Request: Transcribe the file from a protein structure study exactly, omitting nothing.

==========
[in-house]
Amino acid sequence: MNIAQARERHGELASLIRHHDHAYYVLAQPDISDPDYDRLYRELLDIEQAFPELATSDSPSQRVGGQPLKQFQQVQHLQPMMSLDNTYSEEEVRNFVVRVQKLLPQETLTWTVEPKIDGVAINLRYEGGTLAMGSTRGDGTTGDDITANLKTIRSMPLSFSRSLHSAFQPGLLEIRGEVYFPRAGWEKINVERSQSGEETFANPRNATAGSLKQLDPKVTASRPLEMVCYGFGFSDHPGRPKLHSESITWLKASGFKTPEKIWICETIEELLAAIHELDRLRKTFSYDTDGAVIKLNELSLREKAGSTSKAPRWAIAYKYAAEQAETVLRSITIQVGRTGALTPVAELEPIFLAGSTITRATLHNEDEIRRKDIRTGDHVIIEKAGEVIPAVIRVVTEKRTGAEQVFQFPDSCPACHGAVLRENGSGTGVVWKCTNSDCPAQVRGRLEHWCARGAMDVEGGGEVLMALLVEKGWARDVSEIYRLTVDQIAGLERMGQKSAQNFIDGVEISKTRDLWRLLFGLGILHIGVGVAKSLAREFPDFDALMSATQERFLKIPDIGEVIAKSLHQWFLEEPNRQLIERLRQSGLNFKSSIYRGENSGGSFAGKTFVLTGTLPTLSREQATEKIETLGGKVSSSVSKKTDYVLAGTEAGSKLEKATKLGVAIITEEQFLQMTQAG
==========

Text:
[in-house]
Amino acid sequence: MNIAQARERHGELASLIRHHDHAYYVLAQPDISDPDYDRLYRELLDIEQAFPELATSDSPSQRVGGQPLKQFQQVQHLQPMMSLDNTYSEEEVRNFVVRVQKLLPQETLTWTVEPKIDGVAINLRYEGGTLAMGSTRGDGTTGDDITANLKTIRSMPLSFSRSLHSAFQPGLLEIRGEVYFPRAGWEKINVERSQSGEETFANPRNATAGSLKQLDPKVTASRPLEMVCYGFGFSDHPGRPKLHSESITWLKASGFKTPEKIWICETIEELLAAIHELDRLRKTFSYDTDGAVIKLNELSLREKAGSTSKAPRWAIAYKYAAEQAETVLRSITIQVGRTGALTPVAELEPIFLAGSTITRATLHNEDEIRRKDIRTGDHVIIEKAGEVIPAVIRVVTEKRTGAEQVFQFPDSCPACHGAVLRENGSGTGVVWKCTNSDCPAQVRGRLEHWCARGAMDVEGGGEVLMALLVEKGWARDVSEIYRLTVDQIAGLERMGQKSAQNFIDGVEISKTRDLWRLLFGLGILHIGVGVAKSLAREFPDFDALMSATQERFLKIPDIGEVIAKSLHQWFLEEPNRQLIERLRQSGLNFKSSIYRGENSGGSFAGKTFVLTGTLPTLSREQATEKIETLGGKVSSSVSKKTDYVLAGTEAGSKLEKATKLGVAIITEEQFLQMTQAG